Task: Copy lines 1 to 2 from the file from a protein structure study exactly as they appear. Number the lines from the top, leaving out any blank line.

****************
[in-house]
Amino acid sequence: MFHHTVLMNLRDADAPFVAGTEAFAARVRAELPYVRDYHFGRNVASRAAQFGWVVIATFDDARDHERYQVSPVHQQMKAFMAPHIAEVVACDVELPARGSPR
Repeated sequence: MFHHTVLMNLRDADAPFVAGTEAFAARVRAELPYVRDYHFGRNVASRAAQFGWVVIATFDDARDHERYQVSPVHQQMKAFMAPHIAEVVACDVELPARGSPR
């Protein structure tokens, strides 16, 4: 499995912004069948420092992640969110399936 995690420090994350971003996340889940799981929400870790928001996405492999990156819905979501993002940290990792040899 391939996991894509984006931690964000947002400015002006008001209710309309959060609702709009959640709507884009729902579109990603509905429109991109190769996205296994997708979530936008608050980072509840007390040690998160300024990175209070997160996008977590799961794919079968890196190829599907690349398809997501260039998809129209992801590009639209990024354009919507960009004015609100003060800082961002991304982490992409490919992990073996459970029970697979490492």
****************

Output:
[in-house]
Amino acid sequence: MFHHTVLMNLRDADAPFVAGTEAFAARVRAELPYVRDYHFGRNVASRAAQFGWVVIATFDDARDHERYQVSPVHQQMKAFMAPHIAEVVACDVELPARGSPR